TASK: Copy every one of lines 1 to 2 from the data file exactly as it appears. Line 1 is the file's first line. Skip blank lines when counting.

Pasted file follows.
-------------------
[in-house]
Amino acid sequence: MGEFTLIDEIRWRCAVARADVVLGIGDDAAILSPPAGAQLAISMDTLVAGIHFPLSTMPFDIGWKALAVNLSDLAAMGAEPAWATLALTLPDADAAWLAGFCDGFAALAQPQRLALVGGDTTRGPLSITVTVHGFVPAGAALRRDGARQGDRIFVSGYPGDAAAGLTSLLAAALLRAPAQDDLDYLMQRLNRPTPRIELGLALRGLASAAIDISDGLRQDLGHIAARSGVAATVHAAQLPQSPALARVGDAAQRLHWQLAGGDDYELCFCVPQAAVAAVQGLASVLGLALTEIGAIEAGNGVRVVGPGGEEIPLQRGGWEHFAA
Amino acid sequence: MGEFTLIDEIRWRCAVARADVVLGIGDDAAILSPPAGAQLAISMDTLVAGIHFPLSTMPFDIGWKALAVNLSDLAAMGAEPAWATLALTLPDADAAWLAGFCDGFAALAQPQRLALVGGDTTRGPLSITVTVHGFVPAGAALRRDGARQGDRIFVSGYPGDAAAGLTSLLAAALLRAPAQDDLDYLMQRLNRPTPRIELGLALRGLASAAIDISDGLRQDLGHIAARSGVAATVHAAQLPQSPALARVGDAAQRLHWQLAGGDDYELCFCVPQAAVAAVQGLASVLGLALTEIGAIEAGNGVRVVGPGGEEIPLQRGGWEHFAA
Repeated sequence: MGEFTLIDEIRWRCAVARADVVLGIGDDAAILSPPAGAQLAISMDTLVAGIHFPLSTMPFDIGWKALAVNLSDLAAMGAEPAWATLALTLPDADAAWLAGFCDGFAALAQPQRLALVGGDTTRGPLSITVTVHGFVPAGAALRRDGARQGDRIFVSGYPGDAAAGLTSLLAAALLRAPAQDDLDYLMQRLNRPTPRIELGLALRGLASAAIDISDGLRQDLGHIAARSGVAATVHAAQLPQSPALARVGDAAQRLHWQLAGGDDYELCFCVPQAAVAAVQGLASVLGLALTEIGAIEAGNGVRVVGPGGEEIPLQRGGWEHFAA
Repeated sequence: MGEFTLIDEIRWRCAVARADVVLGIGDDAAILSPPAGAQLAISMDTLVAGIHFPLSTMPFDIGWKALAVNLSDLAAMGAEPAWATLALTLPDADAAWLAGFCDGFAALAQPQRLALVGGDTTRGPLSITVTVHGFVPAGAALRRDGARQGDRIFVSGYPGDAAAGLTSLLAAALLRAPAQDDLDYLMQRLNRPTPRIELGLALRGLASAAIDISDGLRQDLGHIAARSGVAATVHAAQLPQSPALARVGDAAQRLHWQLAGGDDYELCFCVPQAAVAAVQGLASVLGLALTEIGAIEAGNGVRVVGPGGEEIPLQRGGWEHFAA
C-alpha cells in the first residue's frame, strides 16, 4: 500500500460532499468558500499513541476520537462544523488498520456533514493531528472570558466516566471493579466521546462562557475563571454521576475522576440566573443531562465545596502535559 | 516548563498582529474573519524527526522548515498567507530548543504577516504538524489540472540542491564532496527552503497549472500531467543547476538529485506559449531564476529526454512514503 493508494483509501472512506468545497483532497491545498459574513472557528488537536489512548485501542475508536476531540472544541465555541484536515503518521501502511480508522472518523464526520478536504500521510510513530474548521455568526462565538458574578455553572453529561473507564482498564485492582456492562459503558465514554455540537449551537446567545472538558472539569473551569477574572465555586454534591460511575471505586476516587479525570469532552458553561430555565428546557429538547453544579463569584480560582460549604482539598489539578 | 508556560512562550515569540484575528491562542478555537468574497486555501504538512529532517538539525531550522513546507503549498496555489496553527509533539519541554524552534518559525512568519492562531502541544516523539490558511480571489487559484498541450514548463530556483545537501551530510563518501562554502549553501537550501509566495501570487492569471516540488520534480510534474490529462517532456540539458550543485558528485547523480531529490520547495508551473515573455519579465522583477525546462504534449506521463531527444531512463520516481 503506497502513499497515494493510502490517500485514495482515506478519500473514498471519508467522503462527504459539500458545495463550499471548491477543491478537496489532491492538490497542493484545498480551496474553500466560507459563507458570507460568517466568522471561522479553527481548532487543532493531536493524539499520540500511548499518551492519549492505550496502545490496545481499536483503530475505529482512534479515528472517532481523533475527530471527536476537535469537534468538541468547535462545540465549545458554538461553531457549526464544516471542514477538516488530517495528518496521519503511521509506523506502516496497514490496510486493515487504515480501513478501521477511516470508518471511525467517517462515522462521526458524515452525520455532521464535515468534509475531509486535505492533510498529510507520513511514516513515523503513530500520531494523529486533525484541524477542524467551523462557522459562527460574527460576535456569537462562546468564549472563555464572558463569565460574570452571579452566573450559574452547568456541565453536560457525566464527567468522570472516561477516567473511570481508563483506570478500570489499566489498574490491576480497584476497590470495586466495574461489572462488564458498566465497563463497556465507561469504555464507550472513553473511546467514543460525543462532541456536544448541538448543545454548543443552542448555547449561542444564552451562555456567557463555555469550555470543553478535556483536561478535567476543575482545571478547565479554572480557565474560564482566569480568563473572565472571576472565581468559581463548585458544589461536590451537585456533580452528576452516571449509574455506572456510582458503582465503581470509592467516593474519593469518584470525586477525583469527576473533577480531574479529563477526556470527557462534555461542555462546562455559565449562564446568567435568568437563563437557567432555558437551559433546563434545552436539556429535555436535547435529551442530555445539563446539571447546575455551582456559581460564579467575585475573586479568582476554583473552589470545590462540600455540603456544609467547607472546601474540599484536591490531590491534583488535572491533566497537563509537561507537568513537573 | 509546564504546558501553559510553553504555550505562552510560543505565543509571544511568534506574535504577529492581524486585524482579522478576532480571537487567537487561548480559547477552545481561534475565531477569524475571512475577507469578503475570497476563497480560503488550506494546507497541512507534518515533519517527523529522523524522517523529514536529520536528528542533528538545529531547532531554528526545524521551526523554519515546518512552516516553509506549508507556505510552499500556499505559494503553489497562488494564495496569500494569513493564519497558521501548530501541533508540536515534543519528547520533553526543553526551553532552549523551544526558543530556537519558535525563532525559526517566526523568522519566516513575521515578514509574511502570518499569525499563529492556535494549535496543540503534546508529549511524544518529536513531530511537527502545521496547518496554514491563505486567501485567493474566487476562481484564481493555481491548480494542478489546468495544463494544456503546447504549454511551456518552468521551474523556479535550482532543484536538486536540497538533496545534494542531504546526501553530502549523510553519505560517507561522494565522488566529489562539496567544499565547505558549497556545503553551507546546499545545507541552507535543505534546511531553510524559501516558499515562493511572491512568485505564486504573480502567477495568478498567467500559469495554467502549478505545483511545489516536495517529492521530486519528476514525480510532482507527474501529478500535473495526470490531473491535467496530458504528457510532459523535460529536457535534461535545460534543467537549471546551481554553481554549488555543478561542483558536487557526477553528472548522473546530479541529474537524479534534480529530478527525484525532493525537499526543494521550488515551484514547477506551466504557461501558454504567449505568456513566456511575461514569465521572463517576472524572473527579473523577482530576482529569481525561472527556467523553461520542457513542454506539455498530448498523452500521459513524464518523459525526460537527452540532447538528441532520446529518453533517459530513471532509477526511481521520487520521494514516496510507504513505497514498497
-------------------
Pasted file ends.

[in-house]
Amino acid sequence: MGEFTLIDEIRWRCAVARADVVLGIGDDAAILSPPAGAQLAISMDTLVAGIHFPLSTMPFDIGWKALAVNLSDLAAMGAEPAWATLALTLPDADAAWLAGFCDGFAALAQPQRLALVGGDTTRGPLSITVTVHGFVPAGAALRRDGARQGDRIFVSGYPGDAAAGLTSLLAAALLRAPAQDDLDYLMQRLNRPTPRIELGLALRGLASAAIDISDGLRQDLGHIAARSGVAATVHAAQLPQSPALARVGDAAQRLHWQLAGGDDYELCFCVPQAAVAAVQGLASVLGLALTEIGAIEAGNGVRVVGPGGEEIPLQRGGWEHFAA